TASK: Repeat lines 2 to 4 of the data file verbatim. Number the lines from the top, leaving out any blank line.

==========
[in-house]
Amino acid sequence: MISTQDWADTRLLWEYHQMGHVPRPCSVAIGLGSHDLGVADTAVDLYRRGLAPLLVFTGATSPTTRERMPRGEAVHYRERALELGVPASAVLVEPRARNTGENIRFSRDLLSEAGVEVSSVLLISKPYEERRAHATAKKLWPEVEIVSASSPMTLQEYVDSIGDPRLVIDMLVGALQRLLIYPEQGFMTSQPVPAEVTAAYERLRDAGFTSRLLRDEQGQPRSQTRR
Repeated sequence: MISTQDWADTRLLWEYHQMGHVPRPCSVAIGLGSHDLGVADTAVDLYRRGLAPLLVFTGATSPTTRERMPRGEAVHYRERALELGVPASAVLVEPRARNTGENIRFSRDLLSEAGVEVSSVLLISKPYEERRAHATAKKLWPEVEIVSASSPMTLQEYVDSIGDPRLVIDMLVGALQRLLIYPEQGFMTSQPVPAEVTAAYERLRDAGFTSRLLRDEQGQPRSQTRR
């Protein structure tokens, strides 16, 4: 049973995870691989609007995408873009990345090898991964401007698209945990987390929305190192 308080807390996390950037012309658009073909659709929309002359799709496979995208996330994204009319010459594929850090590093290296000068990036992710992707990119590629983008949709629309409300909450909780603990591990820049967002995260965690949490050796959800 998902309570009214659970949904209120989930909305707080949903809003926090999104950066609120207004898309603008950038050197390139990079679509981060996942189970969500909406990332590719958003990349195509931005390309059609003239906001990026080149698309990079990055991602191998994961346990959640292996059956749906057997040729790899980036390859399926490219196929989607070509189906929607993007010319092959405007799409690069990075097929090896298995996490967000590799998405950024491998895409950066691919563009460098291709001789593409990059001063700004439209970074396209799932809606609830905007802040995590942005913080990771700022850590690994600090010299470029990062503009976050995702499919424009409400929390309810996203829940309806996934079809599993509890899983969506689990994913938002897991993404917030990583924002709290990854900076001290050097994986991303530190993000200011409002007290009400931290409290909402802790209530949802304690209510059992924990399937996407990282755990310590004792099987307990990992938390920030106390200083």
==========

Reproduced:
Amino acid sequence: MISTQDWADTRLLWEYHQMGHVPRPCSVAIGLGSHDLGVADTAVDLYRRGLAPLLVFTGATSPTTRERMPRGEAVHYRERALELGVPASAVLVEPRARNTGENIRFSRDLLSEAGVEVSSVLLISKPYEERRAHATAKKLWPEVEIVSASSPMTLQEYVDSIGDPRLVIDMLVGALQRLLIYPEQGFMTSQPVPAEVTAAYERLRDAGFTSRLLRDEQGQPRSQTRR
Repeated sequence: MISTQDWADTRLLWEYHQMGHVPRPCSVAIGLGSHDLGVADTAVDLYRRGLAPLLVFTGATSPTTRERMPRGEAVHYRERALELGVPASAVLVEPRARNTGENIRFSRDLLSEAGVEVSSVLLISKPYEERRAHATAKKLWPEVEIVSASSPMTLQEYVDSIGDPRLVIDMLVGALQRLLIYPEQGFMTSQPVPAEVTAAYERLRDAGFTSRLLRDEQGQPRSQTRR
């Protein structure tokens, strides 16, 4: 049973995870691989609007995408873009990345090898991964401007698209945990987390929305190192 308080807390996390950037012309658009073909659709929309002359799709496979995208996330994204009319010459594929850090590093290296000068990036992710992707990119590629983008949709629309409300909450909780603990591990820049967002995260965690949490050796959800 998902309570009214659970949904209120989930909305707080949903809003926090999104950066609120207004898309603008950038050197390139990079679509981060996942189970969500909406990332590719958003990349195509931005390309059609003239906001990026080149698309990079990055991602191998994961346990959640292996059956749906057997040729790899980036390859399926490219196929989607070509189906929607993007010319092959405007799409690069990075097929090896298995996490967000590799998405950024491998895409950066691919563009460098291709001789593409990059001063700004439209970074396209799932809606609830905007802040995590942005913080990771700022850590690994600090010299470029990062503009976050995702499919424009409400929390309810996203829940309806996934079809599993509890899983969506689990994913938002897991993404917030990583924002709290990854900076001290050097994986991303530190993000200011409002007290009400931290409290909402802790209530949802304690209510059992924990399937996407990282755990310590004792099987307990990992938390920030106390200083």